And I find your definition of ‘logic’ somewhat laughable, as we have previously discussed.

Are you saying that we don’t have rights unless they are written down in the constitution? Was Griswold v Connecticut a ‘bad ruling’? Was Roe V Wade? Please help me understand your ‘logic’ David.

Posted by: Rhinehold at September 12, 2007 8:56 PM
Comment #232672

Excellent post, Rhinehold

I can hardly wait for the next one. Thank You.

Posted by: alien from the planet zorg at September 12, 2007 10:01 PM
Comment #232675

Nice article Rhinehold. Very well written.

Regarding the founders and slavery, I think most were well aware of the contradiction between the slavery protections that were written into the Constitution and the description of natural rights. Both Madison and Jefferson took a run at removing the slavery protections (and Madison even went so far to try to outlaw slavery) during the Constitutional Convention.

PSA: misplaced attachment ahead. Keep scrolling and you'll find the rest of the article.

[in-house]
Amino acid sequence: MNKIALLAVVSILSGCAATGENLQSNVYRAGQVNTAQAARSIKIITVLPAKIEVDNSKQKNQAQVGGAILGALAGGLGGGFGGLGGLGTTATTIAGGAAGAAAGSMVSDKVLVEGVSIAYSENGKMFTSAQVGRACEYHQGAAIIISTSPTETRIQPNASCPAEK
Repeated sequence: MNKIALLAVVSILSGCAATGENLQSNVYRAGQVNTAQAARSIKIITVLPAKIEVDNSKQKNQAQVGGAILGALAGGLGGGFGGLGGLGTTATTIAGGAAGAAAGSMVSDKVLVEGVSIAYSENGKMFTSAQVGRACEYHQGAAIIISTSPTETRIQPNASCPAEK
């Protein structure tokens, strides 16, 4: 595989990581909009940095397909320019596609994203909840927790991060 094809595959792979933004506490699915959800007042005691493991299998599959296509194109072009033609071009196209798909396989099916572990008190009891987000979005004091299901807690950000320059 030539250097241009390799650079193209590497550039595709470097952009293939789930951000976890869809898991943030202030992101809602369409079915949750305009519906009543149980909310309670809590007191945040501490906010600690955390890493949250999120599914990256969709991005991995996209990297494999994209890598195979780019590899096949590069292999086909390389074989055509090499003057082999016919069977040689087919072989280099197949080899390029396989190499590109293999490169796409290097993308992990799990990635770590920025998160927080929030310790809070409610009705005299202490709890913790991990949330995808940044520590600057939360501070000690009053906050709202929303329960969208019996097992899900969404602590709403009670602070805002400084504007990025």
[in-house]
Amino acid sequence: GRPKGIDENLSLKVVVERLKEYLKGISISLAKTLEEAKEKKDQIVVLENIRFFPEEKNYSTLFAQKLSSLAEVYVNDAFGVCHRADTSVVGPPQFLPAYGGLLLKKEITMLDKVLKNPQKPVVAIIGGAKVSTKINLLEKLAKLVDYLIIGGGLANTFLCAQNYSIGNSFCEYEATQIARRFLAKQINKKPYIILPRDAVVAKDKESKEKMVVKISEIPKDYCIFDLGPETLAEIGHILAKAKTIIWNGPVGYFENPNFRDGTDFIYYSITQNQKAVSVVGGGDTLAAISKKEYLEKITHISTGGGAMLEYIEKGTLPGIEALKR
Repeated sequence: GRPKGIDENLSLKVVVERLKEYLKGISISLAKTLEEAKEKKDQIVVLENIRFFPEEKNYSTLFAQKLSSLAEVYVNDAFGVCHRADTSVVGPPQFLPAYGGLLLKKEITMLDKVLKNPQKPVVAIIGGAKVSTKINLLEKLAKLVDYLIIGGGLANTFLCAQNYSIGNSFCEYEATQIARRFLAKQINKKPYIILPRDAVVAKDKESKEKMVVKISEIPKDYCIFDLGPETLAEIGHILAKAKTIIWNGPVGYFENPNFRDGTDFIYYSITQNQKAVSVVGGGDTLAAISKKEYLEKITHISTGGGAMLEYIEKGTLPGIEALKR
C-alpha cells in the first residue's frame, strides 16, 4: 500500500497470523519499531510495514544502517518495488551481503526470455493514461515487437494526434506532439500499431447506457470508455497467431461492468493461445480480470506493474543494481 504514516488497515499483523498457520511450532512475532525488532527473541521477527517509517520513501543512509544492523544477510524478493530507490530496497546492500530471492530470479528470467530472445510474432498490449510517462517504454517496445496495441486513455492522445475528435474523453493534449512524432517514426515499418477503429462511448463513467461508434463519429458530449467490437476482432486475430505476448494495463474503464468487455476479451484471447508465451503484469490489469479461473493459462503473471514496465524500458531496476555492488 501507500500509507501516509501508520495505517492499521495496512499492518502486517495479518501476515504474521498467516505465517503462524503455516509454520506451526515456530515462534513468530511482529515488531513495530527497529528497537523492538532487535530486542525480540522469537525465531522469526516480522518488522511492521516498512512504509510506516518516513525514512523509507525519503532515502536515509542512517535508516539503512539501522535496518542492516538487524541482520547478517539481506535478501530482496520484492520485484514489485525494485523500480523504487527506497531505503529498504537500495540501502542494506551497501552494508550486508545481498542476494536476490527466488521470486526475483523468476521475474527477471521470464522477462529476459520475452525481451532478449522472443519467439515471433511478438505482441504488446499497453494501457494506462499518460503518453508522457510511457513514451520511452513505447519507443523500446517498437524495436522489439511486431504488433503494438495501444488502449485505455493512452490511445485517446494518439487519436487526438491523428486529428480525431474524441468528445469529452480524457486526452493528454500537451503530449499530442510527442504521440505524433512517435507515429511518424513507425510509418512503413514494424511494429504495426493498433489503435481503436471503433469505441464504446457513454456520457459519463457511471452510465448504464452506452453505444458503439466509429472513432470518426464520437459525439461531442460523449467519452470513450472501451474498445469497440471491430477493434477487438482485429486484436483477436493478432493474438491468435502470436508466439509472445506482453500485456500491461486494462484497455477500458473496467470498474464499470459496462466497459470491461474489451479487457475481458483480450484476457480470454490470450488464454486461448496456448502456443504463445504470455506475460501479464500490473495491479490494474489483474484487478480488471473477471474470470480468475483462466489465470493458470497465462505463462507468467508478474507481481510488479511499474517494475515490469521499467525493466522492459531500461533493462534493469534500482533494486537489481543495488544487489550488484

Ultimately slavery in the South until the civil war is a lot like the problem politicians that dislike campaign contributions find themselves in today. You have to have them to get elected and chnage the laws. The immorality bothered Madison and Jefferson greatly. Madison during the convention presciently predicted that slavery would lead to a major tear in the country.

“How can one decide between those claimed as being fair game for legislative denial, and those claimed as inviolate, without enumerating them?”

The 9th would not have so much trouble were it not for the gutting of the 10th. The framers believed heavily in a Federal government. With the Constitution, they intended primarily to proscribe the actions of the central government not that of the States. The States were only subject to the judicial review regarding the violations of these natural rights.

States were intended to take on much more of the day to day administration of government. The Fed’s were to manage foriegn policy and to arbitrate among the States. This to the framers made sense both from a practical standpoint as well as an idealogical one. Keeping the power closer to the people allowed for a better check on that power. Additionally, it lessened the ever present fear at the time of seccession.

The 10th was encroached upon little by little throughout the 19th and 20th centuries until in 1985, the court said that “[t]he political process ensures that laws that unduly burden the States will not be promulgated” in Garcia v. San Antonio Metropolitan Transit Authority. I find it hard to believe that the framers wouldn’t find such an argument laughable.